Governor Jerry Brown and legislative leaders showed the flag on Thursday, waving dollars at the drought besieging California, with the promise that there will be a lot more to come. The money will be spent on old ideas that were never properly funded in a state with intermittent bouts of water shortage.
It won’t do much to address concerns that California’s world has changed and four years of drought are not the end of it. The governor acknowledged that: “When you're piloting a huge battleship, it turns slowly in the water. It takes a long time for people to grasp an unprecedented change.” If one must make a watery analogy, better one with a battleship than deck chairs on the Titanic.
This is the big drought measure of the year. It’s more than $300 million bigger than last year’s. But it may not be the last.
Almost all of it draws on money already set aside, like the $7.5-billion 2006 flood control bond. Two-thirds of it will go to flood control projects. It’s needed work. Some of it will go to shore up the state’s levees, which could facilitate fresh water preservation. And it will act as a jobs program of sorts.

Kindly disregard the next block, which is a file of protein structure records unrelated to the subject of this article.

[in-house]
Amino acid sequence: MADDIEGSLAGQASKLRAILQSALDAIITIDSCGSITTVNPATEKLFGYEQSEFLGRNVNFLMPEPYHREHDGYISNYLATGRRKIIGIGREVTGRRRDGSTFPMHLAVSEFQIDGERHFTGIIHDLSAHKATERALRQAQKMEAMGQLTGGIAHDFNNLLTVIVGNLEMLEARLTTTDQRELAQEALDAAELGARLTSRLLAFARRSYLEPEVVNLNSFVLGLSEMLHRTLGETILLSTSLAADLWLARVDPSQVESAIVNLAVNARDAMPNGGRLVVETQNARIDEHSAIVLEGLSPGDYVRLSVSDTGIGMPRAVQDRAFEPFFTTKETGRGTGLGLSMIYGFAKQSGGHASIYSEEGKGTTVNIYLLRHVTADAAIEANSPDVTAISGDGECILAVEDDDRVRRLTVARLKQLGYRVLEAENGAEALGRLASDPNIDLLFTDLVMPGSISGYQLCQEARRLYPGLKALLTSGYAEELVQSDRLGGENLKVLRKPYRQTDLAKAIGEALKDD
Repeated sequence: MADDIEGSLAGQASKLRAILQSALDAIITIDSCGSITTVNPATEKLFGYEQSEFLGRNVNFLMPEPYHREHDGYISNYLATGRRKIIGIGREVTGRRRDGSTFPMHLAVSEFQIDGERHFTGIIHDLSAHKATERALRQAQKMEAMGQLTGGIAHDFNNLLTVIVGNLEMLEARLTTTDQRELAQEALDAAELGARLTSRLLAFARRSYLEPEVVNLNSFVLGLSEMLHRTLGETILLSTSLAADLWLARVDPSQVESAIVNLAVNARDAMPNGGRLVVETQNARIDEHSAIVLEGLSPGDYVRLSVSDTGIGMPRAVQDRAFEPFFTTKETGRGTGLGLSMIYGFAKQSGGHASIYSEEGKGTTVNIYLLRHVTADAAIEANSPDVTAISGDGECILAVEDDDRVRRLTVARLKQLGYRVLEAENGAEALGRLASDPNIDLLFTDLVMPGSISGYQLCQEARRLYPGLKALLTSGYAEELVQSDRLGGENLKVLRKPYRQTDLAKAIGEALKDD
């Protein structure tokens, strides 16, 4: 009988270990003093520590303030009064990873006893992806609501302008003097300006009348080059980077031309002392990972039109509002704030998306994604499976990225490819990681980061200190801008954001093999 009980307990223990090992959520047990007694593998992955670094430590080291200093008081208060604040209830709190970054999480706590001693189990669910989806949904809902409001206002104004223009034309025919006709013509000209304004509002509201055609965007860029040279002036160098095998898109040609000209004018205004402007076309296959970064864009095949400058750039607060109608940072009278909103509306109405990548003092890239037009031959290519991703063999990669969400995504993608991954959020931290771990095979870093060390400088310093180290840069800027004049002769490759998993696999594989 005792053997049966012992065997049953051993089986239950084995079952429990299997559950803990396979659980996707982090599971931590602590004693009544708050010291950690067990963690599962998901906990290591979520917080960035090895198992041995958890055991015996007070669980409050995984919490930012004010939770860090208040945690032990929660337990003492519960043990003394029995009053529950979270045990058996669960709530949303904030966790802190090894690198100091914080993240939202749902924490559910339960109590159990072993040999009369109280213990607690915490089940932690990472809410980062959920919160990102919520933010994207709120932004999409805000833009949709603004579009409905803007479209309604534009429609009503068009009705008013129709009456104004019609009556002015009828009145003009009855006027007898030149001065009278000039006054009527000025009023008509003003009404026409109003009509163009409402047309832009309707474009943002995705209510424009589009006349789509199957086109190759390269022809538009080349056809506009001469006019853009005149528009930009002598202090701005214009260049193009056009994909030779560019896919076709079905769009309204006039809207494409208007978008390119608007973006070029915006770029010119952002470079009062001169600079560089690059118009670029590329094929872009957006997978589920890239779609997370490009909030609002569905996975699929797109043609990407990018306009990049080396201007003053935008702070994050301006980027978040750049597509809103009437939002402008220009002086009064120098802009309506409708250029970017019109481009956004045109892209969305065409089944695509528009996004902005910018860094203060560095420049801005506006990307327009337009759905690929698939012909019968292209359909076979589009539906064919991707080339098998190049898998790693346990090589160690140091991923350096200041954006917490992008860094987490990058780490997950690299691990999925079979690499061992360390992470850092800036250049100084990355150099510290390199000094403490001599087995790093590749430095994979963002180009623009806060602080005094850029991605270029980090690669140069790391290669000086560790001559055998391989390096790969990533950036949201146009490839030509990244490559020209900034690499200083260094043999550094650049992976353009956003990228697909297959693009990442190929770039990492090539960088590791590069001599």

Around $272 million in Proposition 1 Water Bond funding is designated for safe drinking water; $25 million goes to emergency drinking-water projects; and $17 million pays for food assistance in communities whacked by the drought. Assembly Republican leader Kristin Olsen called it an “important Band-Aid,” an oxymoron, perhaps, that anticipates eventually moving “beyond temporary fixes.”
Brown, in explaining the emphasis on flood control, paid respect to the growing notion that conditions fostering drought are not temporary: “With climate change and global warming, there will be more extreme weather events.”
That would, hopefully, be sometime soon after the battleship turns around. A spokesman for the state Natural Resources Agency told the Los Angeles Times that only one-third of last year’s $687.4-billion measure to build infrastructure and help communities facing water shortages has been spent.
State Senate leader Kevin De León, who was at Thursday’s gathering, said, “It shows how we—as leaders—can get things done when we all work together in common purpose.”